Did Senator Pittman favor President Wilson's entry into World War I?

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According to Nothing Less Than War: A New History of America's Entry Into World War I by Justus D. Doenecke, Senator Key Pittman, a Democrat from Nevada, supported Wilson's entry into World War I. Wilson addressed the Senate in January of 1917, stating that, with American involvement, the end of...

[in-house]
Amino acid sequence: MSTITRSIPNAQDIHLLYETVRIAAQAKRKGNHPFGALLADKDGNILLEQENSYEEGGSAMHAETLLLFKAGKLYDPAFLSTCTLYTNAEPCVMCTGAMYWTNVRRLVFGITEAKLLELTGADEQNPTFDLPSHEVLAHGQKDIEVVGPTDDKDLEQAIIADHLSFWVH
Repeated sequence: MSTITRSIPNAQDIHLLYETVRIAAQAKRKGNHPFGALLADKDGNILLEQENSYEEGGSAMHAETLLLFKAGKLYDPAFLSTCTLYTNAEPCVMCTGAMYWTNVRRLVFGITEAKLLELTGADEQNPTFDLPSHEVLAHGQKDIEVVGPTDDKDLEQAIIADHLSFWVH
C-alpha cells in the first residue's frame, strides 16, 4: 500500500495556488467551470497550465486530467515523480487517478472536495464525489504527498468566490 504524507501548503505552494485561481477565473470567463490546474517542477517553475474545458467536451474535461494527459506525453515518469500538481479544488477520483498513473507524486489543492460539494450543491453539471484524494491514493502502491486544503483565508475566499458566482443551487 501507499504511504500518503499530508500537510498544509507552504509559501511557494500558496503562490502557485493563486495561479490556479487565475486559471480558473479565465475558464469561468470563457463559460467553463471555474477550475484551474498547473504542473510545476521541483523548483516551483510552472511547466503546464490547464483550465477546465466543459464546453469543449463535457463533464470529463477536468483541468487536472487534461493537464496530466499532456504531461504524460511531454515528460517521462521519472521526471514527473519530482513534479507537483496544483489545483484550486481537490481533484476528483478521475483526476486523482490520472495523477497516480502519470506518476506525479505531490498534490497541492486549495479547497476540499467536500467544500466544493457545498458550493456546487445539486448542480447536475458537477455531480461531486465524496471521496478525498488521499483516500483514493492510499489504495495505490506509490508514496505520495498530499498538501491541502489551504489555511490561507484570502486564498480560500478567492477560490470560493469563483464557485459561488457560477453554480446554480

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According to Nothing Less Than War: A New History of America's Entry Into World War I by Justus D. Doenecke, Senator Key Pittman, a Democrat from Nevada, supported Wilson's entry into World War I. Wilson addressed the Senate in January of 1917, stating that, with American involvement, the end of World War I would be a "peace without victory." Doenecke writes that Wilson received a great deal of domestic support for his statements. In addition to receiving praise in the liberal press, such as from The Nation, Democrats and progressive Republicans praised Wilson's idea of "a peace between equals." Senator Pittman praised the idea as equal to the "enunciation of Monroe" (page 244), which is a reference to the Monroe Doctrine. Later, Pittman served as the Chairman of the Senate Foreign Relations Committee under Franklin D. Roosevelt. 

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